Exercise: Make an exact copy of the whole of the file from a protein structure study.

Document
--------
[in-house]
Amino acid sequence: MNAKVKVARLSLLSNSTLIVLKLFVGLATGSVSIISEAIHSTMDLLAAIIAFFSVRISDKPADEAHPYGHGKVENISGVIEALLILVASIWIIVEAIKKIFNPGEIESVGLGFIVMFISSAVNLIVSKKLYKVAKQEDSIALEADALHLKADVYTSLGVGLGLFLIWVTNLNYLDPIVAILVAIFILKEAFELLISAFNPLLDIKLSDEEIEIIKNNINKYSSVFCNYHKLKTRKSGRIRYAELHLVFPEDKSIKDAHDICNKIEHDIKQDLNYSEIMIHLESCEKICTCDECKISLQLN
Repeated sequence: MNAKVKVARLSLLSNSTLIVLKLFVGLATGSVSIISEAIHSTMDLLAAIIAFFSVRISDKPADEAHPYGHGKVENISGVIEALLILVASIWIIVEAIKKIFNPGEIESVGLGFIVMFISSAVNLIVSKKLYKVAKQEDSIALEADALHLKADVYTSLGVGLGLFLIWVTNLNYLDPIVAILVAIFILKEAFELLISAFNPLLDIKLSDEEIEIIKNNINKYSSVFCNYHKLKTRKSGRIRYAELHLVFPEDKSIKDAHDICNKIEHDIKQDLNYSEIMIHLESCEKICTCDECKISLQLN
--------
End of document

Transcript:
[in-house]
Amino acid sequence: MNAKVKVARLSLLSNSTLIVLKLFVGLATGSVSIISEAIHSTMDLLAAIIAFFSVRISDKPADEAHPYGHGKVENISGVIEALLILVASIWIIVEAIKKIFNPGEIESVGLGFIVMFISSAVNLIVSKKLYKVAKQEDSIALEADALHLKADVYTSLGVGLGLFLIWVTNLNYLDPIVAILVAIFILKEAFELLISAFNPLLDIKLSDEEIEIIKNNINKYSSVFCNYHKLKTRKSGRIRYAELHLVFPEDKSIKDAHDICNKIEHDIKQDLNYSEIMIHLESCEKICTCDECKISLQLN
Repeated sequence: MNAKVKVARLSLLSNSTLIVLKLFVGLATGSVSIISEAIHSTMDLLAAIIAFFSVRISDKPADEAHPYGHGKVENISGVIEALLILVASIWIIVEAIKKIFNPGEIESVGLGFIVMFISSAVNLIVSKKLYKVAKQEDSIALEADALHLKADVYTSLGVGLGLFLIWVTNLNYLDPIVAILVAIFILKEAFELLISAFNPLLDIKLSDEEIEIIKNNINKYSSVFCNYHKLKTRKSGRIRYAELHLVFPEDKSIKDAHDICNKIEHDIKQDLNYSEIMIHLESCEKICTCDECKISLQLN